But the video game model is shifting. Let’s look at Xbox Live. It is a really cool service, but it’s not an inexpensive one. Most things cost points. I submit to you that if you started downloading stuff every time you sat down to play, you would end up spending more per month than if you just bought games from the game store. Plus, Xbox Live’s premium version itself costs money.

Look at World of Warcraft. You’re paying a monthly fee. Maybe it’s worth it, but the point is you’re getting closer to the movie model in terms of cost per gaming hour than if you just bought a game from a game store.

The more money consumers spend in gaming, the more profits the various companies involved make. I’m all for capitalism, but I’m also for being a smart consumer. The companies have the advantage. I want to look for bargains and I certainly don’t want to pay for bad content. A smart gamer should look carefully at new content and set a budget. It would be easy to start spending hundreds of dollars per month on games, just like we already do on cable.

Book Review: The Happiness Myth by Jennifer Michael Hecht.

May 5, 2007

I have a fixation on the concept of happiness. When I read about The Happiness Myth: The Historical Antidote to What Isn't Working Today, I immediately bought it and read it. It does not disappoint. Hecht takes an historical approach to happiness. She breaks this down into categories: Wisdom, Drugs, Money, Bodies and Celebration. She discusses each topic as humans have behaved over time in an engaging and through provoking way.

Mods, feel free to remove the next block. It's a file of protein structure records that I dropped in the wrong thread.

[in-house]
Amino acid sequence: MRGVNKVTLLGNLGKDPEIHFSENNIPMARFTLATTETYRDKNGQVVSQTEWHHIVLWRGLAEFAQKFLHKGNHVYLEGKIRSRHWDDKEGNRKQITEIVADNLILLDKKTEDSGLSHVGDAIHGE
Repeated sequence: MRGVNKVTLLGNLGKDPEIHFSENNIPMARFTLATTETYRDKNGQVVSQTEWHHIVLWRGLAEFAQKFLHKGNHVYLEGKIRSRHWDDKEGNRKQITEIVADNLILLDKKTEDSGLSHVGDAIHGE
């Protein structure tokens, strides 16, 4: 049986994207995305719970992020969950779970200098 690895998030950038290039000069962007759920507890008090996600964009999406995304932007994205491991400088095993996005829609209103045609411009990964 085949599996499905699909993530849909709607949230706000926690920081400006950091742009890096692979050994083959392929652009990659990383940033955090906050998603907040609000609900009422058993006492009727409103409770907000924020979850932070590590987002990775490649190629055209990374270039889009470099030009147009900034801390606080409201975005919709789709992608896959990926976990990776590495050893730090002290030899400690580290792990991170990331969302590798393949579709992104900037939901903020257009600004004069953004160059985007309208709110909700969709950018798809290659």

I learned a bit of history on Celebration. It seems that if a people are oppressed in one way, they can develop elaborate and in some ways shocking ways of cutting loose through carnivals and festivals.

It goes too far to say that Hecht advocates drug use. However, the reader gets the feeling that she has no problem with using legal drugs to get through rough spots. She has a great deal of historical backing on this point. Of course there’s also a lot of historical data about how bad drugs can be. The message seems to be: if are not the type of person who gets addicted, don’t feel bad about using legal drugs to get by. She argues this point well, yet there are an awful lot of people who struggle with addiction. I’m not sure how I feel about this, but it is thought provoking.

Hecht writes very well. In fact, this book seems to be classified as a self-help book and this does not do it justice. She is a writer of the caliber of Steven Pinker or Steven Levitt & Stephen Dubner The book does discuss self-help and distills that literature down to: “Know yourself. Control your desires. Take what’s yours. Remember death.” Taking these topics in turn, Hecht seems to say that happiness is found in open-minded moderation. She also identifies virtually all areas of human endeavor that can make one happy. Yet she goes beyond this in her clinical discussion of happiness and how humans have tried to find happiness over time.

This is easily one of the best books I’ve read this year. I would highly recommend it to anyone interested in happiness as a concept.